Bissap: You can’t go to Senegal without trying its most popular beverage.

Found prepared in every restaurant or supermarket, it can also be easily made at home by buying hibiscus flowers at the market and adding them (and sugar) to boiled water, before chilling.

What is Bissap?

Bissap is a Wolof term that refers to a species of hibiscus called Hibiscus sabdariffa. This plant is more commonly called Guinean sorrel or reed.

It is a sweet drink made from hibiscus flowers, bissap has the same blood-red appearance as Ribena and a taste not too dissimilar.

In a country where 95 percent of the population are Muslim, juices are ubiquitous, with other firm favorites including ginger, tamarind, and bouye (pronounced ‘bwee’; the fruit of the baobab tree).

Bissap has so many appellation from countries to countries and even from ethnic groups within the same country. It is easy and quick to make, let’s get to the recipe already!

Bissap Recipe

To make the Bissap, there are so many variant. Apart from the Hibiscus leaves and sugar you can add so many flavors to it such as ginger, mint, passion fruit, pineapple, lime and more.

Some people do not like to add ginger as it is strong and overpowering. To make, you can use other fruits peels instead of the pulp.

I feel like to peel holds most of the aroma than the actual fruit. For now on instead of throwing away fruits’ peel  after making a fruit salad, you can just freeze them and use them later.

This drink should be serve very cold and on ice will be “extra perfect”


Store the cooled syrup in an airtight container in the refrigerator for up to 1 month.


Total Time 25 mins
Course Drinks
Cuisine Senegalese
Servings 16 serving


  • 1 ⅓ cups filtered water
  • 1 ⅓ cups granulated sugar preferably organic
  • 3 single-serve bags 35 grams each hibiscus tea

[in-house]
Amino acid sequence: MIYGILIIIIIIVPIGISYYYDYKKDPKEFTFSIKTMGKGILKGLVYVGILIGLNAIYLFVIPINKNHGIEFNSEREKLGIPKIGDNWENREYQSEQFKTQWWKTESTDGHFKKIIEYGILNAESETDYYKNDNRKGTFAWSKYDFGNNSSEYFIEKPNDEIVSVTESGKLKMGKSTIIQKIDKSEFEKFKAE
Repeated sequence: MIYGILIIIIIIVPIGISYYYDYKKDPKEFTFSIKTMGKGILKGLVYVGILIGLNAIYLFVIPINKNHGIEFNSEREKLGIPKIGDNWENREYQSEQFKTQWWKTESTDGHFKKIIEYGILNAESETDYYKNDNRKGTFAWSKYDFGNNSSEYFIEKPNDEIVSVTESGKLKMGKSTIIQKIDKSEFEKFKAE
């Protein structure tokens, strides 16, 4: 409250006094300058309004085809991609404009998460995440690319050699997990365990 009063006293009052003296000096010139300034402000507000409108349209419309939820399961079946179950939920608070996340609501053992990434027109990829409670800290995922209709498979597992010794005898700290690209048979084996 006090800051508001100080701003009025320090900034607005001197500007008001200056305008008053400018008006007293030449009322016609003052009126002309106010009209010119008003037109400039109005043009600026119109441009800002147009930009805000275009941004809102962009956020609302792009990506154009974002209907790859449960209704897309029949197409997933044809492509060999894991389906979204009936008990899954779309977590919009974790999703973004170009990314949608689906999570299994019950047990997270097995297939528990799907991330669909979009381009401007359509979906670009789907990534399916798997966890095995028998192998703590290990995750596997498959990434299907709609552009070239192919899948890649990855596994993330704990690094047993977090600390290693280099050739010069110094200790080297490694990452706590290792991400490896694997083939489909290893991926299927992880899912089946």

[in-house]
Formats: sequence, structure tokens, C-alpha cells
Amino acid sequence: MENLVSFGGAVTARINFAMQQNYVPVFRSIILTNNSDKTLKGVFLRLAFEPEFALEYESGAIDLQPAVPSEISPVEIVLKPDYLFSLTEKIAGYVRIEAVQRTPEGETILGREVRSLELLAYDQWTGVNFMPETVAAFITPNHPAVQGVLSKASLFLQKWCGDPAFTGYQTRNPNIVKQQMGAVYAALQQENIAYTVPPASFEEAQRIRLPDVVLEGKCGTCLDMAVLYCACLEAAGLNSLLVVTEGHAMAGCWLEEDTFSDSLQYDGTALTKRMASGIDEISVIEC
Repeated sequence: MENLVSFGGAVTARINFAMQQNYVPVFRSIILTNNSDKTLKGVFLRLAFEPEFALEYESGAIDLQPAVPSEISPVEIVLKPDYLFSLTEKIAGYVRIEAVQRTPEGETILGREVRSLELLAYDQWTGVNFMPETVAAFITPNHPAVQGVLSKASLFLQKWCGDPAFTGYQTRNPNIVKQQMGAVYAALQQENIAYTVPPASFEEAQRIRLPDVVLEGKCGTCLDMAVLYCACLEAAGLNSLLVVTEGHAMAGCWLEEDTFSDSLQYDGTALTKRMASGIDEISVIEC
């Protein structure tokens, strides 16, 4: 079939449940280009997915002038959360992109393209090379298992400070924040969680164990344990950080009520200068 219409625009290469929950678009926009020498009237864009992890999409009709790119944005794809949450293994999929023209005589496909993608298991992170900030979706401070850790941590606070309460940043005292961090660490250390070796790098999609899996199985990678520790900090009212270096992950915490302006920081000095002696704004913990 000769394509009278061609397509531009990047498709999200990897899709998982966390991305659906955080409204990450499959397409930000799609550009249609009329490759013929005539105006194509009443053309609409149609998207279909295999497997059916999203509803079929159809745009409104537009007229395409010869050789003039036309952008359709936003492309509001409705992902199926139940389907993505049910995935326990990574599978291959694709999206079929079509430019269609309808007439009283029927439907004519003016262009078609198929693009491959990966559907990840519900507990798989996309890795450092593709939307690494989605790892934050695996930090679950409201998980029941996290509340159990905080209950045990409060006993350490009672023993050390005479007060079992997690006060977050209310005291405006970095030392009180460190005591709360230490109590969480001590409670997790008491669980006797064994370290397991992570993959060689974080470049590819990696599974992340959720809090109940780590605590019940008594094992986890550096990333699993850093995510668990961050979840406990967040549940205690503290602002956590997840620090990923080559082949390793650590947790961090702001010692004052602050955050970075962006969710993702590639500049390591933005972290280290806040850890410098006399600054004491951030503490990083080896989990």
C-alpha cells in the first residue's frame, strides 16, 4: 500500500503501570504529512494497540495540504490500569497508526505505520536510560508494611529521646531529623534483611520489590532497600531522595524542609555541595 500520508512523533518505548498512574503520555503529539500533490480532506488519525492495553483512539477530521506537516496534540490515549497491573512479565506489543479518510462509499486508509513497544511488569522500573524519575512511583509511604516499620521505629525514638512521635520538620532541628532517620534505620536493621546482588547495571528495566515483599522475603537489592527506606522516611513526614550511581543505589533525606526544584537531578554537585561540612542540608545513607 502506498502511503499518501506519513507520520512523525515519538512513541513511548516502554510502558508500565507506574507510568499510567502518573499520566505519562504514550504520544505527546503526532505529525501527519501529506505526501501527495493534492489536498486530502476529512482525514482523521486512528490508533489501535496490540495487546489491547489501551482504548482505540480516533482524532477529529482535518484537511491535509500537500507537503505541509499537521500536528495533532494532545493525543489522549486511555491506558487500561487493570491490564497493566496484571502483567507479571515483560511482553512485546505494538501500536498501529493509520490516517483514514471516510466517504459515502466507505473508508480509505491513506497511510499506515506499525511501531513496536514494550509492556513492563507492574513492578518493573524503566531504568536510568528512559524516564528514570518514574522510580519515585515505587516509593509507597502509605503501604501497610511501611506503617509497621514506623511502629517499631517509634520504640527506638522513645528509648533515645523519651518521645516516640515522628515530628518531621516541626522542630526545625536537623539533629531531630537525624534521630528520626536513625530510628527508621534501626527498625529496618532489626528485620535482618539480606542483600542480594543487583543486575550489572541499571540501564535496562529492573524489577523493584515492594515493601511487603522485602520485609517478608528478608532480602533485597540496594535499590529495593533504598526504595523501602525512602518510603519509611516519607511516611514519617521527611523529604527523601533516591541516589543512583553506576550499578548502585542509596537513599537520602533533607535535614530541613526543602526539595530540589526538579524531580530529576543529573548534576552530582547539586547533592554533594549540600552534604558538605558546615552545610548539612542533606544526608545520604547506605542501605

• 2 teaspoons finely grated fresh ginger
  • 1 teaspoon orange blossom water
  • 1 bunch fresh mint
  • Sparkling water for serving (see note below)


  • Make the syrup: In a small saucepan, combine the water and sugar and bring to a simmer over high heat, stirring to dissolve the sugar. Remove the pan from the heat and add the tea bags. Let them steep for 10 minutes, then remove and discard the tea bags. Stir in the ginger and orange blossom water and let the ginger steep for five minutes. Strain the hibiscus syrup through a fine sieve into a glass measuring cup and let cool completely.
  • To serve, fill a 12-ounce glass one-third of the way with ice, then pour 1 ounce hibiscus syrup over the ice. Bruise 4 mint leaves by clapping them between your palms, then put them in the glass and stir. Fill the glass with sparkling water, stir and enjoy.


Use a sparkling water that has vigorous bubble retention, like Perrier or Gerolsteiner.
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Blessing Funmilayo Ogunsanya
Hello, my name is Funmilayo, and i love to write about food, beauty, fashion and wellness. So welcome to my Food world! I share histories, discoveries, uniqueness, tips, and tricks on different dishes .Come let's take this adventure together. I hope you'll enjoy it as much as I do and hope to see you back here again soon.

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